The holidays have put a damper on the information channels of the Federal Reserve. Instead of the news being densely populated with stories of the economic stylings of the central bank, we’ve been hearing stories about Christmas shopping and snow storms. Enough of that; let’s get back to the crooked system so we can learn more about it in order to change it!
As most of you know, the Fed announced its second round of stimulus (QE2) back in November, and according to recent articles it looks as though the $600 billion dollars will be dished out from now until June in order to decrease joblessness and push the economy into a more stable state. The first round of stimulus was “not enough,” so clearly the answer was to repeat an unsuccessful strategy yet again.
Let’s take an early glance at the performance of QE2 and see if we are seeing signs of improvement. QE2’s initial goal was to lower rates, when in fact mortgage rates had risen after this round of stimulus was announced:
In early December, there was talk that QE2 wasn’t working because the so-called long bond, the 30-year government bond, was paying higher interest rates to investors — the opposite of QE2’s stated aim. Many mortgage rates are pegged to the long bond, so mortgage rates were rising.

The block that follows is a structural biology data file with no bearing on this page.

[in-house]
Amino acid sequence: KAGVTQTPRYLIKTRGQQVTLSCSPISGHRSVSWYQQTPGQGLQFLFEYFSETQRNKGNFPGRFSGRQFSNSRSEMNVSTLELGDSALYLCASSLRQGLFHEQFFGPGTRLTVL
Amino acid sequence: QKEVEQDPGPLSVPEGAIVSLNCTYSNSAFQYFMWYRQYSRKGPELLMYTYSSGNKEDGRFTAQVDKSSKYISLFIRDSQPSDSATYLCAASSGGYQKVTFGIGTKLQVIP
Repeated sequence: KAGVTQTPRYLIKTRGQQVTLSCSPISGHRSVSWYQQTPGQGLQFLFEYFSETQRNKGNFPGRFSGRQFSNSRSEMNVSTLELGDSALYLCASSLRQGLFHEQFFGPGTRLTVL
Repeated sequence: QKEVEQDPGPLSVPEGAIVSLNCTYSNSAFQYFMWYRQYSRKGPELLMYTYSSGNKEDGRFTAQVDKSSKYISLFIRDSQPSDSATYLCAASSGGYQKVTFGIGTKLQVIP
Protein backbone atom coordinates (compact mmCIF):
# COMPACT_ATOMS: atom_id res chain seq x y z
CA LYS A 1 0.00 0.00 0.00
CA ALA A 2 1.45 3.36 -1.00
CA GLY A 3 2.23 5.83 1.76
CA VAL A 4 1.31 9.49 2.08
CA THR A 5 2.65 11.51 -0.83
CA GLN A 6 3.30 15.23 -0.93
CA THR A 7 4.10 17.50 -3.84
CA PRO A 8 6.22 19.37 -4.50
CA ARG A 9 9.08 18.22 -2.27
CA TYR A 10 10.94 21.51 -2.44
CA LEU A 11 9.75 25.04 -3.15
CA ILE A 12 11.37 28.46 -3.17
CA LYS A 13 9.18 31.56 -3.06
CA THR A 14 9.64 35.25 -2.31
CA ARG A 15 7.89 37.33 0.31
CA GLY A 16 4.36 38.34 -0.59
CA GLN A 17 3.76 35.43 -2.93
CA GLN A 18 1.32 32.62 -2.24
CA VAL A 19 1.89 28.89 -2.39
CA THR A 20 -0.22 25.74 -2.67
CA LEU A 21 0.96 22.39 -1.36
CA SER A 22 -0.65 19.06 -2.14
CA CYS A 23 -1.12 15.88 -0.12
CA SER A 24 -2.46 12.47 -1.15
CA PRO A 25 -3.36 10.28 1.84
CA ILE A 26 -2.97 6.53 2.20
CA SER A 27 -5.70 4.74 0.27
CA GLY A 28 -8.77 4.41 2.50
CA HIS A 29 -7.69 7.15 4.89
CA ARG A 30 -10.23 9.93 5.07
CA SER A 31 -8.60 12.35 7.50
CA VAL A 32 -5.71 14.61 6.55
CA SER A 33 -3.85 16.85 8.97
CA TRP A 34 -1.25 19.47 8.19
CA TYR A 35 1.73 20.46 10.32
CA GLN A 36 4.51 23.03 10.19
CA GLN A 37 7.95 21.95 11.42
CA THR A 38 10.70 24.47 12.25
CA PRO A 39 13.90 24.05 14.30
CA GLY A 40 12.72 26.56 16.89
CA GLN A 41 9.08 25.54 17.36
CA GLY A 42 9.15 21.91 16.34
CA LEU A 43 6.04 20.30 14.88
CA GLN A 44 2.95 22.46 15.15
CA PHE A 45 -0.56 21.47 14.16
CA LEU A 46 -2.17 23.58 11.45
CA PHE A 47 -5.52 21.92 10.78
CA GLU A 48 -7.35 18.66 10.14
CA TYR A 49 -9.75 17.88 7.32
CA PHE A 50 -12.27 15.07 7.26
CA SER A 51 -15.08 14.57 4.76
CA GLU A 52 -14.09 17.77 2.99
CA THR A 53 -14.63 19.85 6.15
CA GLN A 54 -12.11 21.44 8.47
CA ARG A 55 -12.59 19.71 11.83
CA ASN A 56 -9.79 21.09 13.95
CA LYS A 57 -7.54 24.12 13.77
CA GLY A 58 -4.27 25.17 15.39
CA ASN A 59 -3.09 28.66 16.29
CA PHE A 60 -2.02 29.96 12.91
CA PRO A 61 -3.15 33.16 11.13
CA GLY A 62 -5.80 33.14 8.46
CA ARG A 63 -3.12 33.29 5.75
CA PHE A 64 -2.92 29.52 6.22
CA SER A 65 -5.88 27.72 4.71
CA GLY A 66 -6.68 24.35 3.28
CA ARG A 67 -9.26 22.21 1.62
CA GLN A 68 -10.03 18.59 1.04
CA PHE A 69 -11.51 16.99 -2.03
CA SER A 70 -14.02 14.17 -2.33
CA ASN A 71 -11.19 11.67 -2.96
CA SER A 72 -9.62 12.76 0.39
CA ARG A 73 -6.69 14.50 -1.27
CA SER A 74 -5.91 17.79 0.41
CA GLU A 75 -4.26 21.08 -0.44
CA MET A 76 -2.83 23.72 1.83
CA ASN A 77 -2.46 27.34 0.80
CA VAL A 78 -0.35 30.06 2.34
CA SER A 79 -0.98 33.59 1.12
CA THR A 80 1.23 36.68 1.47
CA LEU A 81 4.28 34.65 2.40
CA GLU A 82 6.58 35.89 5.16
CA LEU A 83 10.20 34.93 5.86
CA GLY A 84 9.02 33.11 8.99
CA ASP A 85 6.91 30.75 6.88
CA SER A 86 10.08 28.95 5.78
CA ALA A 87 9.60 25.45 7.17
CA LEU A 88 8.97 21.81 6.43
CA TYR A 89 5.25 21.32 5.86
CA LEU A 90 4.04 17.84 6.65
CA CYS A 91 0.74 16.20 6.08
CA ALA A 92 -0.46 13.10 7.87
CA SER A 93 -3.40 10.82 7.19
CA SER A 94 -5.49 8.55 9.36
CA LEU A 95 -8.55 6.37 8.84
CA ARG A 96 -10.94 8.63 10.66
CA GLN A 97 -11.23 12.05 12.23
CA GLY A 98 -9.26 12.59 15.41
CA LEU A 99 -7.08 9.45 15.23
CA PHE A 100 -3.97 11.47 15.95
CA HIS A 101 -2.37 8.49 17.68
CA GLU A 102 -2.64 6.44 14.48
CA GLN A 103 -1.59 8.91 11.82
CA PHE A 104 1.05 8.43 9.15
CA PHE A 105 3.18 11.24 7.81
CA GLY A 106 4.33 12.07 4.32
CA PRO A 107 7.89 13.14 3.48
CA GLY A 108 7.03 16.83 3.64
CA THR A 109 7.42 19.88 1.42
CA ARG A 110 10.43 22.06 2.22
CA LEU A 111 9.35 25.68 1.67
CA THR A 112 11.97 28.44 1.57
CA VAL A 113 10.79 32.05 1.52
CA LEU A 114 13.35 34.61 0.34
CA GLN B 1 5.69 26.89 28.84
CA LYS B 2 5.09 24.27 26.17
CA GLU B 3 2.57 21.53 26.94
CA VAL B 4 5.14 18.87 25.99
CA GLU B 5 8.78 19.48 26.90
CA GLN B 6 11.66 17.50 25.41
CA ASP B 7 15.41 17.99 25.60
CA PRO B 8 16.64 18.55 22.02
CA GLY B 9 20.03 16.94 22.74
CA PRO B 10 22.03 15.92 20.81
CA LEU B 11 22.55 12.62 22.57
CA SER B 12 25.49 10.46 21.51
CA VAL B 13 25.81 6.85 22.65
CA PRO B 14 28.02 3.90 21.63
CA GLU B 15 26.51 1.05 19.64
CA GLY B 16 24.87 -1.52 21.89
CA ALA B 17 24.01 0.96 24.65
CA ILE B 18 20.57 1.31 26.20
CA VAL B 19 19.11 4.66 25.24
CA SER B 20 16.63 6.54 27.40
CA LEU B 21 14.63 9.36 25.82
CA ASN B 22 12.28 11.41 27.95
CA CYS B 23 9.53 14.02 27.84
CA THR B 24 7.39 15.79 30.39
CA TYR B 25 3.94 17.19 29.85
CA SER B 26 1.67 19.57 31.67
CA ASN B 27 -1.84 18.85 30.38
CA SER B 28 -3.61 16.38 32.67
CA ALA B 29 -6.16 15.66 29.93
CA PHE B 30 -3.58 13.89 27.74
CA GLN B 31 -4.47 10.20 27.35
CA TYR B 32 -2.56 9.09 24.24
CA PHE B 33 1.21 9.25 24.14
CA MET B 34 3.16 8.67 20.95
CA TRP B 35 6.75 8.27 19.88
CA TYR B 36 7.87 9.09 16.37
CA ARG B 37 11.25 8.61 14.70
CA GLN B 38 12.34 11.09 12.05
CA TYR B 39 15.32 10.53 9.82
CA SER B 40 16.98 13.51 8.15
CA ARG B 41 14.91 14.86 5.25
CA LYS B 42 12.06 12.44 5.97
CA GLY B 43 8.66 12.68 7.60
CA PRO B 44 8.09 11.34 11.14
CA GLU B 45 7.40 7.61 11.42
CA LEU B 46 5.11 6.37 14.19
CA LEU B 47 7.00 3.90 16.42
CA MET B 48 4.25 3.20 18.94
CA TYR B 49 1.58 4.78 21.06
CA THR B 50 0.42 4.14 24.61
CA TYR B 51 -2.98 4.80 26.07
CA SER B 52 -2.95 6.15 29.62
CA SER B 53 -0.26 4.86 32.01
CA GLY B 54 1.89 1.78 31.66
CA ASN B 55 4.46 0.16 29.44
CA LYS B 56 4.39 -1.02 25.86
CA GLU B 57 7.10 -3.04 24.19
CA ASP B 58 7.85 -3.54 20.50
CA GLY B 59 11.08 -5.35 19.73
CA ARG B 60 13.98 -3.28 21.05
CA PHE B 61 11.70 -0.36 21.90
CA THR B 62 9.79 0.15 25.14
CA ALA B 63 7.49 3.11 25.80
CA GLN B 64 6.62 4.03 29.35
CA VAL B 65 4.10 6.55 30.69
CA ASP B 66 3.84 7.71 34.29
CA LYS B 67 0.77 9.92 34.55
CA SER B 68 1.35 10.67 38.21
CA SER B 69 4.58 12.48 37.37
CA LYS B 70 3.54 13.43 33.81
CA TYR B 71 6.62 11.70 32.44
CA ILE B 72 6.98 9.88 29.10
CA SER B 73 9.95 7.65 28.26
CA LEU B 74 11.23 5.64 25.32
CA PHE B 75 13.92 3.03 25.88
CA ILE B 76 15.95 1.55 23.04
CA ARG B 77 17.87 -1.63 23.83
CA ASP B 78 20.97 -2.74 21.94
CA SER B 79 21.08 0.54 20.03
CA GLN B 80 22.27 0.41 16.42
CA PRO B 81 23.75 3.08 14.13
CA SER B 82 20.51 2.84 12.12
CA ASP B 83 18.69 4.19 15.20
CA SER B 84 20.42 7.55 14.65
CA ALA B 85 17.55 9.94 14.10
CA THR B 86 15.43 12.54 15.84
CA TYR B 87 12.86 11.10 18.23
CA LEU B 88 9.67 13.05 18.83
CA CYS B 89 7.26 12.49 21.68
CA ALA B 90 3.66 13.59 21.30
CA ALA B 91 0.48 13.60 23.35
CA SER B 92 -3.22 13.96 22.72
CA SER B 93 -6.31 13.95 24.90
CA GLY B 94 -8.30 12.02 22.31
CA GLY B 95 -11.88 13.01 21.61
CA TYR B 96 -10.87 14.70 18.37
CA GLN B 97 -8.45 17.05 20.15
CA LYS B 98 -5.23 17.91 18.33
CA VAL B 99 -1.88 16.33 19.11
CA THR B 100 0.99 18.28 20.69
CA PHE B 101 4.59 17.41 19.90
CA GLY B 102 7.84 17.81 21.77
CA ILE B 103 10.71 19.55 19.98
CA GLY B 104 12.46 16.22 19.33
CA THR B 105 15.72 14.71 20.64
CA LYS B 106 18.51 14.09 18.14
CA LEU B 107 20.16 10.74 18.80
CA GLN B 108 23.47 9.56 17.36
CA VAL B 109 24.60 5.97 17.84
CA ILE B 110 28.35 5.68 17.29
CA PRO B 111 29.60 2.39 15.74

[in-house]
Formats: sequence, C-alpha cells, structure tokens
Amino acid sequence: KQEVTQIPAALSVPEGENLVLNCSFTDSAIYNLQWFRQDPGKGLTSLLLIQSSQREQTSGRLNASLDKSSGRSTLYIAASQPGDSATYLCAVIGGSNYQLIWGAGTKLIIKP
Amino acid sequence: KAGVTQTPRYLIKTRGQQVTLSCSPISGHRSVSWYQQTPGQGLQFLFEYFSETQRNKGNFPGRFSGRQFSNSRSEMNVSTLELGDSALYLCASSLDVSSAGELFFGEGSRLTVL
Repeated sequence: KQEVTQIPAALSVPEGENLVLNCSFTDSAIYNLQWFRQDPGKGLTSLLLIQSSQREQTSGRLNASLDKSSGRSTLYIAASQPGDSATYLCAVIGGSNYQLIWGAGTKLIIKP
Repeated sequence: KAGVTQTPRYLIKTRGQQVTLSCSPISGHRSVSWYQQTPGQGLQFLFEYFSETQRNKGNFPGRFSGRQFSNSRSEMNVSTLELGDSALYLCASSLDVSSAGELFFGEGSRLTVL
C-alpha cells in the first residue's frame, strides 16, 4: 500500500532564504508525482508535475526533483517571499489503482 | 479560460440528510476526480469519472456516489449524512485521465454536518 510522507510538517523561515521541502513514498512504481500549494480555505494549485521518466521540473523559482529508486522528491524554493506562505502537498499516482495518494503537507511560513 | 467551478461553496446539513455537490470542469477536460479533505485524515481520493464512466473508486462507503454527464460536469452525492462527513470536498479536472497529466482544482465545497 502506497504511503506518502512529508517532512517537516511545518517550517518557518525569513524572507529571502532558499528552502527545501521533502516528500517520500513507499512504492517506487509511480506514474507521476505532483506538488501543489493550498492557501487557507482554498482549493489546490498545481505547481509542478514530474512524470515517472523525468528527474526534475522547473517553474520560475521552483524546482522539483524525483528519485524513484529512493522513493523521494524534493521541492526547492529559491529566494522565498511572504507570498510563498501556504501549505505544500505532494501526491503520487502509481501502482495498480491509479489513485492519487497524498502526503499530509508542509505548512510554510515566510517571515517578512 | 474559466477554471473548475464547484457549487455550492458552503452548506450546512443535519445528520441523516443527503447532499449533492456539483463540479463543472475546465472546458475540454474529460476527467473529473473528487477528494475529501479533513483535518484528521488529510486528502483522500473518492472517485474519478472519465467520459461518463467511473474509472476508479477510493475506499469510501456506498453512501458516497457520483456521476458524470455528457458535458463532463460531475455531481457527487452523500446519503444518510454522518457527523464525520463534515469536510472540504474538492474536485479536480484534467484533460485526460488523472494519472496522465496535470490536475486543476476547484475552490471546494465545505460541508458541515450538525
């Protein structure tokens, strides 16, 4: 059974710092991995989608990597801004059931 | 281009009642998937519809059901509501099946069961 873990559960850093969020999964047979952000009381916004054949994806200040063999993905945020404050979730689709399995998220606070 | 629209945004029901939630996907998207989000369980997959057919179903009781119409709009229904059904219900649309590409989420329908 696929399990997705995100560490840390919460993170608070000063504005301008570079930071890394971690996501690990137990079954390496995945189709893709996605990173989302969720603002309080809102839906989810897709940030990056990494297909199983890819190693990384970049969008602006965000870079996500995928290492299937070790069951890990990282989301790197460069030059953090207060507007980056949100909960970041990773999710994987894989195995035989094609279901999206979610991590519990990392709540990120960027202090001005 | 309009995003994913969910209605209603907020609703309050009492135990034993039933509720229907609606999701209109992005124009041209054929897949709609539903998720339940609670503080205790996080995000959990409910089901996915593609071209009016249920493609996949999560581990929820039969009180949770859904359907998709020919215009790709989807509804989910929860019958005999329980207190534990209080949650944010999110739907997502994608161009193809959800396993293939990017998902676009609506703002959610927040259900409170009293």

Another goal of QE2 is restoring confidence in the consumer. This is a plan which has been pursued through the history of central banking: make consumers believe there is a silver lining through mainstream projections and they will act as though the silver lining was seen with their own eyes.
The Fed’s hope is that increased investment in stocks and corporate debt will generate a psychological boost that spills over into the broader economy, increasing spending and confidence.
Since the Fed has talked constantly about decreasing unemployment, let’s take a look at how unemployment is doing. As of November 2010, the rate stands at 9.3%, slightly down from the beginning of the year. The Bureau of Labor and Statistics has released an announcement on the new method of tracking unemployment. This will not change the realities of the job market, but will help economists more accurately provide unemployment statistics. So if we consider the drop in unemployment from January to November (1.3% difference), we can say the Fed is achieving its goal. However, let’s not forget seasonal jobs for the winter, which can have an effect on this statistic.
Bernanke is asking for collaborative efforts from both sides of the aisle in building the system back up to a crash-proof state, while others are waiting for the 2nd round of stimulus to perform much like the last. His denial of “printing money” has negatively effected his public reputation in his original mission of transparency.
Don’t forget, when January arrives so does the Ron Paul leadership of the House Financial Services Subcommittee. We’ll have all the latest when his much anticipated inauguration into the committee takes place. Let’s keep our ears to the ground as more of this “stimulus” flows from the Fed and track the progress or damage it has on the economy. Stay focused; don’t let TSA and Wikileaks get all your attention…we’ll be back to providing you the latest of Fed News into the new year.Published in